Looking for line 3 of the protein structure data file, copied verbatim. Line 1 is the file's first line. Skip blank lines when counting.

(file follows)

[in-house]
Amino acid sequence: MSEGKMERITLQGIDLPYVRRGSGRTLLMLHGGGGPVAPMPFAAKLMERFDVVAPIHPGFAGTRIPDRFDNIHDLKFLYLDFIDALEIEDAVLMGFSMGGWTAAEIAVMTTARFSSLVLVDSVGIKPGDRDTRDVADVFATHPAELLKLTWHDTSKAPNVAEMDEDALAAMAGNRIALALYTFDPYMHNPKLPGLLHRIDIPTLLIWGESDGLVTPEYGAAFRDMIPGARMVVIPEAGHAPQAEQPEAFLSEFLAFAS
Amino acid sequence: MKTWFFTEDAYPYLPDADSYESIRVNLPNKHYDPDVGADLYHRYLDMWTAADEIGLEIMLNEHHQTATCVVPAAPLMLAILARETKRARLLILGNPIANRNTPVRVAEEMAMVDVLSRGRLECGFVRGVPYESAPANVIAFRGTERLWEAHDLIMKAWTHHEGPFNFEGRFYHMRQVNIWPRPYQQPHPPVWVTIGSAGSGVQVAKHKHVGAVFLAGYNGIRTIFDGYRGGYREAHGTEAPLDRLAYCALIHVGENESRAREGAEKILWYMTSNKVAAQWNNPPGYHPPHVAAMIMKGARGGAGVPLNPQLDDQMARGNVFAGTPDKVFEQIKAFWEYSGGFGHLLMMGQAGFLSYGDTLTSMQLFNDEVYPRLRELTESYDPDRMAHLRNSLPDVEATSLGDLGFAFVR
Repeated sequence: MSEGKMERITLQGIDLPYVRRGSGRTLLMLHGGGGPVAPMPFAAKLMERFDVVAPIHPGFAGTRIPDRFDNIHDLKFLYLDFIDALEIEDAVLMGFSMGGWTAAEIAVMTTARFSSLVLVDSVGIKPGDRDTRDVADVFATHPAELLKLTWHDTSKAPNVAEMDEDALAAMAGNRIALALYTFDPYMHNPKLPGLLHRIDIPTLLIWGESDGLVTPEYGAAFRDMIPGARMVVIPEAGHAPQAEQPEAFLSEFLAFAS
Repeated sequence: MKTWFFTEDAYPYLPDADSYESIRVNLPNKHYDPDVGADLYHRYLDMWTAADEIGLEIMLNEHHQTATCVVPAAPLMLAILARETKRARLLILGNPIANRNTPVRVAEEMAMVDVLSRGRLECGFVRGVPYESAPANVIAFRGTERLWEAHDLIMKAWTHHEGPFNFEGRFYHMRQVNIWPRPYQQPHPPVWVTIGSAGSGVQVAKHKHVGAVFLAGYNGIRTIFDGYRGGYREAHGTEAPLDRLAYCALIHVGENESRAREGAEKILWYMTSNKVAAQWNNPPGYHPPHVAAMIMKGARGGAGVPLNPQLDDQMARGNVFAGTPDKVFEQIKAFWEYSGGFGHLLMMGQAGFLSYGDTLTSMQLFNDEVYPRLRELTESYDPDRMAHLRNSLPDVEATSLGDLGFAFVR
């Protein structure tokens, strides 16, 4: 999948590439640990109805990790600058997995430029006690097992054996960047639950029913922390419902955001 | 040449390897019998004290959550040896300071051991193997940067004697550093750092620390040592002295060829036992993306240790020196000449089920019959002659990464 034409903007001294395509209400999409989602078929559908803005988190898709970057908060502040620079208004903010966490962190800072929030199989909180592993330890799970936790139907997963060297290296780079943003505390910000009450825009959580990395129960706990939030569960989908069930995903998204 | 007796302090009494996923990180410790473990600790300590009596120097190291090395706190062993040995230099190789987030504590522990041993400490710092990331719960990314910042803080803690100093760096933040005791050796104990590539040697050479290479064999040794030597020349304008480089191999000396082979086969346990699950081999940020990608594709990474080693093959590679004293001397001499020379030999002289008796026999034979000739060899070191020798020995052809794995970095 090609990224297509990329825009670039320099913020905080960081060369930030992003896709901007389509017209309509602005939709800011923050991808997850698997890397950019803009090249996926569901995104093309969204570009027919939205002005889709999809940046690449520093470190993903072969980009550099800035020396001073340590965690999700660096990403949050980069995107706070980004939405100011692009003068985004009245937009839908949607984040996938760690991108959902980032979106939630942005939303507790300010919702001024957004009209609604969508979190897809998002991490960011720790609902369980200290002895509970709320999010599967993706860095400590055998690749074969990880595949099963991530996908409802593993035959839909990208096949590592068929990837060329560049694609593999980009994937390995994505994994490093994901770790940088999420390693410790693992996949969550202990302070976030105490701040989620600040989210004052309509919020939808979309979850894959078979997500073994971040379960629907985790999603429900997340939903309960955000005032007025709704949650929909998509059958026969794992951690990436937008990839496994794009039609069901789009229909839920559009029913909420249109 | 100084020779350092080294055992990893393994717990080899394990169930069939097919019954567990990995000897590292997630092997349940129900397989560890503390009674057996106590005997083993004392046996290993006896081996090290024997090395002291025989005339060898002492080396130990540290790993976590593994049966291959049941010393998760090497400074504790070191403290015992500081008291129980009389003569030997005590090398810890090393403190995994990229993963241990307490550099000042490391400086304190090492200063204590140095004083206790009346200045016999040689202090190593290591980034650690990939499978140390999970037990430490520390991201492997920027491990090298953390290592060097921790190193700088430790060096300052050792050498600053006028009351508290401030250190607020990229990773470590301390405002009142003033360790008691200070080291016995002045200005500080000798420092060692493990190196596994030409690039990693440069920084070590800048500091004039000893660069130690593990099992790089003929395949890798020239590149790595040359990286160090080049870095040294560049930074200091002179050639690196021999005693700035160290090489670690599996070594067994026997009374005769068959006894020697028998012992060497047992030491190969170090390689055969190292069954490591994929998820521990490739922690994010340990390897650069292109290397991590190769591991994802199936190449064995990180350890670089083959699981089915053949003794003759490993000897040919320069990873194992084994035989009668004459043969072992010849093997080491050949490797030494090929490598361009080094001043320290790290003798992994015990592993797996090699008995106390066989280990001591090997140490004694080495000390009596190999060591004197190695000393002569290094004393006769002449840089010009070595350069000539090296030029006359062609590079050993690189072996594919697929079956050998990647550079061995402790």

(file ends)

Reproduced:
Amino acid sequence: MKTWFFTEDAYPYLPDADSYESIRVNLPNKHYDPDVGADLYHRYLDMWTAADEIGLEIMLNEHHQTATCVVPAAPLMLAILARETKRARLLILGNPIANRNTPVRVAEEMAMVDVLSRGRLECGFVRGVPYESAPANVIAFRGTERLWEAHDLIMKAWTHHEGPFNFEGRFYHMRQVNIWPRPYQQPHPPVWVTIGSAGSGVQVAKHKHVGAVFLAGYNGIRTIFDGYRGGYREAHGTEAPLDRLAYCALIHVGENESRAREGAEKILWYMTSNKVAAQWNNPPGYHPPHVAAMIMKGARGGAGVPLNPQLDDQMARGNVFAGTPDKVFEQIKAFWEYSGGFGHLLMMGQAGFLSYGDTLTSMQLFNDEVYPRLRELTESYDPDRMAHLRNSLPDVEATSLGDLGFAFVR